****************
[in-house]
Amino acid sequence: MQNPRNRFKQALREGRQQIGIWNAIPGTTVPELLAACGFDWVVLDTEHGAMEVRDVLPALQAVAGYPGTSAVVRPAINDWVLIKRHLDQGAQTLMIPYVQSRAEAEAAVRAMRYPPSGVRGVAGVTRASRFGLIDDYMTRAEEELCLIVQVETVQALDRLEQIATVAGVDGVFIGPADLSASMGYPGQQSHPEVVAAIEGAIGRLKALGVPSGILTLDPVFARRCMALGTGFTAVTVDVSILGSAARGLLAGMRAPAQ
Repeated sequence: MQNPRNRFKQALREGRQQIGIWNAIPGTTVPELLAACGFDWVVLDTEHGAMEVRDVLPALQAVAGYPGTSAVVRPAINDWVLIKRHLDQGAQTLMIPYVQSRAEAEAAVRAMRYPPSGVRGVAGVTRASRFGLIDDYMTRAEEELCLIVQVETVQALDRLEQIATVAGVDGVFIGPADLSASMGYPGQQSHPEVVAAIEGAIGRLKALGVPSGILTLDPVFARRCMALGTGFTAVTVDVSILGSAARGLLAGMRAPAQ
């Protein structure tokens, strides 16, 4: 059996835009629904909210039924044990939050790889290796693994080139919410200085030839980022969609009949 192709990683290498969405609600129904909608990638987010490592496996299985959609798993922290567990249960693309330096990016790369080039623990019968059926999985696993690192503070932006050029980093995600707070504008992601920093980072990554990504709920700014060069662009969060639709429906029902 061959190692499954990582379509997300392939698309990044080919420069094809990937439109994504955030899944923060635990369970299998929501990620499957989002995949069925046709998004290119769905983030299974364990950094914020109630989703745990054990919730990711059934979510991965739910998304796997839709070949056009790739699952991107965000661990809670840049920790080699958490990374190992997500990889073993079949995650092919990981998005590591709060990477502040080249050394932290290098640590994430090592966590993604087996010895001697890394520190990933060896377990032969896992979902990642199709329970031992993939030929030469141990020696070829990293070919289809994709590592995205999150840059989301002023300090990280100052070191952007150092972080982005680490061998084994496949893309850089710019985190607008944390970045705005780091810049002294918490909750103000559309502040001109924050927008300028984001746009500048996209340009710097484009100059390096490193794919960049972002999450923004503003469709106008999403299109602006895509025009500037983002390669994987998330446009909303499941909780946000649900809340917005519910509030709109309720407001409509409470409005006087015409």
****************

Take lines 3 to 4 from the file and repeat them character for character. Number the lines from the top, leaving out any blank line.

Repeated sequence: MQNPRNRFKQALREGRQQIGIWNAIPGTTVPELLAACGFDWVVLDTEHGAMEVRDVLPALQAVAGYPGTSAVVRPAINDWVLIKRHLDQGAQTLMIPYVQSRAEAEAAVRAMRYPPSGVRGVAGVTRASRFGLIDDYMTRAEEELCLIVQVETVQALDRLEQIATVAGVDGVFIGPADLSASMGYPGQQSHPEVVAAIEGAIGRLKALGVPSGILTLDPVFARRCMALGTGFTAVTVDVSILGSAARGLLAGMRAPAQ
């Protein structure tokens, strides 16, 4: 059996835009629904909210039924044990939050790889290796693994080139919410200085030839980022969609009949 192709990683290498969405609600129904909608990638987010490592496996299985959609798993922290567990249960693309330096990016790369080039623990019968059926999985696993690192503070932006050029980093995600707070504008992601920093980072990554990504709920700014060069662009969060639709429906029902 061959190692499954990582379509997300392939698309990044080919420069094809990937439109994504955030899944923060635990369970299998929501990620499957989002995949069925046709998004290119769905983030299974364990950094914020109630989703745990054990919730990711059934979510991965739910998304796997839709070949056009790739699952991107965000661990809670840049920790080699958490990374190992997500990889073993079949995650092919990981998005590591709060990477502040080249050394932290290098640590994430090592966590993604087996010895001697890394520190990933060896377990032969896992979902990642199709329970031992993939030929030469141990020696070829990293070919289809994709590592995205999150840059989301002023300090990280100052070191952007150092972080982005680490061998084994496949893309850089710019985190607008944390970045705005780091810049002294918490909750103000559309502040001109924050927008300028984001746009500048996209340009710097484009100059390096490193794919960049972002999450923004503003469709106008999403299109602006895509025009500037983002390669994987998330446009909303499941909780946000649900809340917005519910509030709109309720407001409509409470409005006087015409």